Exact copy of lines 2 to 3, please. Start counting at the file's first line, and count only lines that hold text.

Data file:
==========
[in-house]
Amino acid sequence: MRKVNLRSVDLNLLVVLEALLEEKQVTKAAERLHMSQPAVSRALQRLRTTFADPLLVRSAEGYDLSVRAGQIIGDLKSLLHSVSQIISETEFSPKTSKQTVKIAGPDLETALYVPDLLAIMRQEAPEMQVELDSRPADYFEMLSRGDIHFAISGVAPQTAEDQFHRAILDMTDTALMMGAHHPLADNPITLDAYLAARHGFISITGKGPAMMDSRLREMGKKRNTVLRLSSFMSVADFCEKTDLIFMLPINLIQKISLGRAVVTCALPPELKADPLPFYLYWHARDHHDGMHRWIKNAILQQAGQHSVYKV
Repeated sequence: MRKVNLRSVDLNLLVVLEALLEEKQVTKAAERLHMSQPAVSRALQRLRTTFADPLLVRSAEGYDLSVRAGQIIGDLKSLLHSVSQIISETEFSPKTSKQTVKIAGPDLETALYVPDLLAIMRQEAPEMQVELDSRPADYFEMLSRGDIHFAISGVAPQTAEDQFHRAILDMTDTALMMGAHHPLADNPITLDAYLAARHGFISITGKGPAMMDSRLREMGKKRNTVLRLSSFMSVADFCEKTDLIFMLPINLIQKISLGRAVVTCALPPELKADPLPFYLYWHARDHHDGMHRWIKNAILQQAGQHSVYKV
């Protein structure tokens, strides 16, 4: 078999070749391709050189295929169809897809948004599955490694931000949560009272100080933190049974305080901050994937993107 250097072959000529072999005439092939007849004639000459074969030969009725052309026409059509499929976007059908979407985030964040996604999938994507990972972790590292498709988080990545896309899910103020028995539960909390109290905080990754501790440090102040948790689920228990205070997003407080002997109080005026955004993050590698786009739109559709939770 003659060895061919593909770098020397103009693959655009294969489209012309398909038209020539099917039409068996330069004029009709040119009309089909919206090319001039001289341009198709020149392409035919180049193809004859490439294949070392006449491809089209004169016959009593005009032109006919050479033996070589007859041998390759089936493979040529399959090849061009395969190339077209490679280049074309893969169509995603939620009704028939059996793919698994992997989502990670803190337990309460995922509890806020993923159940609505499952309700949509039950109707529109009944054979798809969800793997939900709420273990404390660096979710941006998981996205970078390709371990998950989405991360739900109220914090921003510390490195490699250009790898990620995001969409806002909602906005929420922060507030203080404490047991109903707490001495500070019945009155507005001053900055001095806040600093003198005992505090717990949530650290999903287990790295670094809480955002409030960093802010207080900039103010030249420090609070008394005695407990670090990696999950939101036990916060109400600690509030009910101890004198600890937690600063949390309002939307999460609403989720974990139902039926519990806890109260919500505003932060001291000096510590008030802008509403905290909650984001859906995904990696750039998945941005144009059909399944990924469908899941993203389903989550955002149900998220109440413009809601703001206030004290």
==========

Amino acid sequence: MRKVNLRSVDLNLLVVLEALLEEKQVTKAAERLHMSQPAVSRALQRLRTTFADPLLVRSAEGYDLSVRAGQIIGDLKSLLHSVSQIISETEFSPKTSKQTVKIAGPDLETALYVPDLLAIMRQEAPEMQVELDSRPADYFEMLSRGDIHFAISGVAPQTAEDQFHRAILDMTDTALMMGAHHPLADNPITLDAYLAARHGFISITGKGPAMMDSRLREMGKKRNTVLRLSSFMSVADFCEKTDLIFMLPINLIQKISLGRAVVTCALPPELKADPLPFYLYWHARDHHDGMHRWIKNAILQQAGQHSVYKV
Repeated sequence: MRKVNLRSVDLNLLVVLEALLEEKQVTKAAERLHMSQPAVSRALQRLRTTFADPLLVRSAEGYDLSVRAGQIIGDLKSLLHSVSQIISETEFSPKTSKQTVKIAGPDLETALYVPDLLAIMRQEAPEMQVELDSRPADYFEMLSRGDIHFAISGVAPQTAEDQFHRAILDMTDTALMMGAHHPLADNPITLDAYLAARHGFISITGKGPAMMDSRLREMGKKRNTVLRLSSFMSVADFCEKTDLIFMLPINLIQKISLGRAVVTCALPPELKADPLPFYLYWHARDHHDGMHRWIKNAILQQAGQHSVYKV